Salmon River Diversion

Dan McLennan, Courier-Islander
Published: Wednesday April 21, 2010

A fish passage project under consideration at BC Hydro’s Salmon River Diversion could be the most significant enhancement project involving the Campbell River Salmon Foundation (CRSF), as well as the first test of a new direction for BC Hydro.

A partnership including CRSF, Hydro, the Sayward Fish and Game Club, Fisheries and Oceans Canada and the BC Ministry of Environment (MOE) is exploring ways to help the Salmon River’s famous steelhead and coho get around the diversion.

“It really is special,” said CRSF chair Mike Gage. “It’s so significant. We’ve taken on a lot of projects, but none of it compares to what is going to be available to anadromous fish once this is completed, 40 kilometres worth of anadromous fish water. How do you put a value on that?”

The Salmon River Diversion sits about 58 kilometres upriver from tidewater. It was built in the 1950s to divert water into the Campbell system for power generation. It wasn’t a barrier to fish when it was built because there was a natural barrier downstream, but MOE removed that barrier in the 1970s.

“After that was blasted out, over a period of years, fish began to arrive at the facility,” said BC Hydro’s Stephen Watson. “So there was concern about them getting upstream of the facility and fish getting back down.”

“Steelhead especially, are what the Salmon River is famous for,” Gage said. “Over the years since that blockage was removed, these fish stocks have grown stronger and stronger and moved up to where they’re starting to be held up at this facility. There’s enough fish stocks now that they want to go into that upper river.”

MOE installed a fish screen in the 1980s inside the diversion canal to keep out-migrating Salmon River fish from being diverted into the Campbell system. In the early 1990s, Fisheries and Oceans Canada installed a fish ladder to help fish to get upstream around the diversion, but both features have had limited success and are too dependant on specific water flows.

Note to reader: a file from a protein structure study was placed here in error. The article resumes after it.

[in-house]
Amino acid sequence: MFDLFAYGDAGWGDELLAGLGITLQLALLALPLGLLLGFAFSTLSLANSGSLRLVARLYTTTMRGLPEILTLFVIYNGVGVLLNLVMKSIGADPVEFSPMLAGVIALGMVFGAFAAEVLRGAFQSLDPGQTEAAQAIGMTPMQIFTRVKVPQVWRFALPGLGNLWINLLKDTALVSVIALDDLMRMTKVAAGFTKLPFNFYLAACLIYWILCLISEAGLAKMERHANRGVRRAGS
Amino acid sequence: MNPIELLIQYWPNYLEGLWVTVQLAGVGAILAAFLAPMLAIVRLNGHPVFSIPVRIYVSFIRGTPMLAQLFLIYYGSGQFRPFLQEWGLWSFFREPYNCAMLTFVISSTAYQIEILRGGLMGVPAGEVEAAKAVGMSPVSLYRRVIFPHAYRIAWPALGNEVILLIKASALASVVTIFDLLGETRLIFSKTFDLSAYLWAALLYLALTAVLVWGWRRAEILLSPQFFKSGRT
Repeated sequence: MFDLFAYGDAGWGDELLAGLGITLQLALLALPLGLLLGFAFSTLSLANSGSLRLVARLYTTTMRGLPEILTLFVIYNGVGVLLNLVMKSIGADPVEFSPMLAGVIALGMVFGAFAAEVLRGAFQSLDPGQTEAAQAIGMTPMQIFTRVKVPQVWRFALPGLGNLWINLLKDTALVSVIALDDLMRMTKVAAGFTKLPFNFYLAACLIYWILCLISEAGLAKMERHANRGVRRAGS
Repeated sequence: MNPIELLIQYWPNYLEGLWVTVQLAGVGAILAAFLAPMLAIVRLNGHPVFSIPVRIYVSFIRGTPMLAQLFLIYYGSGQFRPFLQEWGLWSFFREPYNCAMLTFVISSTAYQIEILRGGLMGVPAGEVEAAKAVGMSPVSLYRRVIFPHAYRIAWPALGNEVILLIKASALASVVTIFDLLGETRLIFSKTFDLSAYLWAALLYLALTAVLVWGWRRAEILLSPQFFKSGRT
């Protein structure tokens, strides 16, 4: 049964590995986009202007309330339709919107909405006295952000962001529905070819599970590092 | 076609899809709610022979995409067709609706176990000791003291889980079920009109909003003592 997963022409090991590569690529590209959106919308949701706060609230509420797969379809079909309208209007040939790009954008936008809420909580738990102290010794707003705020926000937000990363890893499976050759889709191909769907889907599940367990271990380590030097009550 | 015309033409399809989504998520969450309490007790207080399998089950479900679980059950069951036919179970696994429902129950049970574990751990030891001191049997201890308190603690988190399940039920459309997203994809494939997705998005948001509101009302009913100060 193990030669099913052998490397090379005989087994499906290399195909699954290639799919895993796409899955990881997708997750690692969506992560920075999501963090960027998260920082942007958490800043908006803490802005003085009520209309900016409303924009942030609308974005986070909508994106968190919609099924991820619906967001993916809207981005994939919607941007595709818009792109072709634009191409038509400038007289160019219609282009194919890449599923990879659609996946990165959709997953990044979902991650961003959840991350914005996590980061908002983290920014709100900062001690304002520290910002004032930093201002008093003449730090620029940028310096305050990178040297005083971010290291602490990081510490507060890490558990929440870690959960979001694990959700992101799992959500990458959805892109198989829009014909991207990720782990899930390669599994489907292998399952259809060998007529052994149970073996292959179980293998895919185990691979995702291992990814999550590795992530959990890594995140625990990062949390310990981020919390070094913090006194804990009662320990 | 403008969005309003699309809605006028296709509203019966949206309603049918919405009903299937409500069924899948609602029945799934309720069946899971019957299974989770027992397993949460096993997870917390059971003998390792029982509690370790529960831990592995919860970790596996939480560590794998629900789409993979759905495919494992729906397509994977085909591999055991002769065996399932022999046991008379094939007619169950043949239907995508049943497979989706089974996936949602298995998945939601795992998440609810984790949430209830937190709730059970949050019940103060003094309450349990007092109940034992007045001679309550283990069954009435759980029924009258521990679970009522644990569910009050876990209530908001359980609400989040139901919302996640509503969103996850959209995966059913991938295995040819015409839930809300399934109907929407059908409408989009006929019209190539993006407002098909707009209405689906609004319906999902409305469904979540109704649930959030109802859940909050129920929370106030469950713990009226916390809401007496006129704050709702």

“Some years it’s an obstacle,” Watson said. “They can get past it in certain flows. Some years it’s a barrier because of the way the flows are provided. So you can get various levels of success.”

About two years ago, Gage got the other partners together to discuss what could be done. At roughly the same time, BC Hydro was putting together its Fish Passage Development Framework policy for all Hydro facilities in consultation with Fisheries and Oceans and MOE. The Salmon River diversion has moved farther along the framework process than any other proposal.

“This will probably be the first project to move through the framework, which is significant in itself,” Watson said.

Much work has been done and there is still much to do before specific solutions are implemented. Coho and steelhead have been tagged to study their movements in the river and around the diversion. BC Hydro commissioned a study to look at solutions used on other rivers throughout the Pacific Northwest. Engineering work continues in an effort to find the most efficient and effective ways to allow adult fish upriver and smolts downriver. Options include two different fish ladder locations as well as modifications to the sluice gate.

The total cost will be over a million dollars but it’s too soon to be more specific. Funding will be available from BC Hydro’s John Hart Generating Station Replacement project as well as the CRSF and others.

The finished project would open up roughly 25 kilometres of upper river and about 15 kilometres of Grilse Creek to the steelhead, coho and other fish.

“MOE figures we could increase the amount of steelhead in the Salmon River by 30 per cent with that additional river,” Gage said. “The coolest water in the river is beyond that diversion. This river comes right out of Strathcona Park, so it’s got probably four or five months of snow and ice up there. It’s good habitat and cool water, a nice combination.”

The update comes after this year’s Campbell River Salmon Foundation dinner raised more than $125,000. Organizers want to thank photographer Thea Stratton for her services.

┬ęCourier-Islander (Campbell River) 2010